There are a couple of very minor things that I didn’t like about it; namely the bulky blue cable and the fact that it takes a second for music to play. This basically means that you’ll miss the first bit of whatever song is on which is kind of annoying. This same issue is present in the Oppo HA-2 and really steams my beans. Lol.
Also, in Tidal it was acting squirrely. The music periodically just cuts out with no explanation and takes a reboot of the program to get it fired up again. Related: Tidal vs. Spotify [Definitive Guide] I’ve tested other Amps like the Oppo HA-2 and FiiO Q1 and didn’t have the same issue. This leads me to believe it’s the Black Label acting a fool. Not entirely sure why that’s happening, but I do have to dock a few points for it.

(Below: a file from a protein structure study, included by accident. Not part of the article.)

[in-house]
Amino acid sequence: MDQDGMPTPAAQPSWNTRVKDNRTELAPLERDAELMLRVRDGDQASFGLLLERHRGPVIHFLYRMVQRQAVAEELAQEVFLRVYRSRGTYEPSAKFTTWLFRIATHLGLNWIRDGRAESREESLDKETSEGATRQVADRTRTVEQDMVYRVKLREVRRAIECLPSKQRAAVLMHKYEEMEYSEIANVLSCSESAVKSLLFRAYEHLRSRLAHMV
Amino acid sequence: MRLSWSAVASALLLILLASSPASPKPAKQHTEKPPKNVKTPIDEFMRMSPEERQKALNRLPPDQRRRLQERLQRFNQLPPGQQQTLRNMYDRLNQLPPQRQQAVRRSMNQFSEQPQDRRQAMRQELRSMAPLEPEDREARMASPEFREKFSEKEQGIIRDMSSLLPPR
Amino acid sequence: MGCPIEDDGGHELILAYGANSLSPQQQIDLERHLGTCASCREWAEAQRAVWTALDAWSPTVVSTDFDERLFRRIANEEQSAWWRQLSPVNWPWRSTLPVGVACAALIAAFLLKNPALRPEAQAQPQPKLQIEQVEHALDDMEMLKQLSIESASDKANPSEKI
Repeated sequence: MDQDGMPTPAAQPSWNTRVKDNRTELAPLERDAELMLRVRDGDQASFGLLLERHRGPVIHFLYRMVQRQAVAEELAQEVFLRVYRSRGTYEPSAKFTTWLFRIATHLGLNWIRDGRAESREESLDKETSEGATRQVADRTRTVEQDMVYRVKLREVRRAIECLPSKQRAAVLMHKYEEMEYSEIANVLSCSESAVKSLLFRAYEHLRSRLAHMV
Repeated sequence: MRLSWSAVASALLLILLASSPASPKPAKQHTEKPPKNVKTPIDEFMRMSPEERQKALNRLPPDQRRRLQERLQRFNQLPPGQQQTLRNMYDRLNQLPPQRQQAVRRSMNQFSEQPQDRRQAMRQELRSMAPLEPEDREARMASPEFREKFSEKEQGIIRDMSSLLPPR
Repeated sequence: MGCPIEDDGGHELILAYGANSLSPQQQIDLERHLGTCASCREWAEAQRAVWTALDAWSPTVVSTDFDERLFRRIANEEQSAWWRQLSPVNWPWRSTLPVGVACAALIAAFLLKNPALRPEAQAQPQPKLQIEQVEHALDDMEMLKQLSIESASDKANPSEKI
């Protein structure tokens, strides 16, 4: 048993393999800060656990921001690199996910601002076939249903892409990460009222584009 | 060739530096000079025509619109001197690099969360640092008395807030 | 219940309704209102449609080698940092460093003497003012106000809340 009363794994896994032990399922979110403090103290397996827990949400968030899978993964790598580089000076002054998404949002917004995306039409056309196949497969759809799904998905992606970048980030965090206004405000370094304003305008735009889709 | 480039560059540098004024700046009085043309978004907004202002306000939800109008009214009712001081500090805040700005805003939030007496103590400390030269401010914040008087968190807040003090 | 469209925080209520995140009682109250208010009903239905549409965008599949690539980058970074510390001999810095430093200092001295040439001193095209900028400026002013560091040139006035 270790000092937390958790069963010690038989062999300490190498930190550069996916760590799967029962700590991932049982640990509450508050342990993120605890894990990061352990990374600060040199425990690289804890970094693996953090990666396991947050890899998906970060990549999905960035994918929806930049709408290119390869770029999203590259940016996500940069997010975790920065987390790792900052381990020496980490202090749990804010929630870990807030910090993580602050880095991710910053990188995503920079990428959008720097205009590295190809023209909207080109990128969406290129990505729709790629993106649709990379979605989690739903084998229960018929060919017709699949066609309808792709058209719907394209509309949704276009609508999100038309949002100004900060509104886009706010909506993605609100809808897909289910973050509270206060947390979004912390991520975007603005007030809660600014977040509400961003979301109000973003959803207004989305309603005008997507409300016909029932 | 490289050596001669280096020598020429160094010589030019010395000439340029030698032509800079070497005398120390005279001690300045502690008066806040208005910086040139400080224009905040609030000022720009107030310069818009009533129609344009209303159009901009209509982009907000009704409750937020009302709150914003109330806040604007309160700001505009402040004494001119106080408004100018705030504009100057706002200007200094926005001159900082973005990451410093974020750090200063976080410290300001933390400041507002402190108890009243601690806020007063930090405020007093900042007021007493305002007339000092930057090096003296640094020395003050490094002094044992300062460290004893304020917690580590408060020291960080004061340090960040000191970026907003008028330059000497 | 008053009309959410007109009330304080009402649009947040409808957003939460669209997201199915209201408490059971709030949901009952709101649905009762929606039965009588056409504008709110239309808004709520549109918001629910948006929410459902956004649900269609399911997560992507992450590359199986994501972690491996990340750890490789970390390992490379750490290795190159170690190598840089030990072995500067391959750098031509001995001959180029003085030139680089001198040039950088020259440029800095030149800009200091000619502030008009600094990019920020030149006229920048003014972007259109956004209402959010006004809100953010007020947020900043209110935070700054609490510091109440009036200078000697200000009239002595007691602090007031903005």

Other than that, the Black Label is a perfect Amp/DAC as far as sound, build, ergonomics, features, and accessories.
I will update this article as new information comes to light. For now:
Stu is determined to help you make sound decisions, and strives to deliver the best and most in depth content on the internet! In his spare time, he likes to fish, paint, play guitar, pray, rap, make beats, take photos, record videos, graphic design, and more. His sense of humour, coupled with a knack for excellence and strict attention to detail are what allow him to stand out in an crowded industry.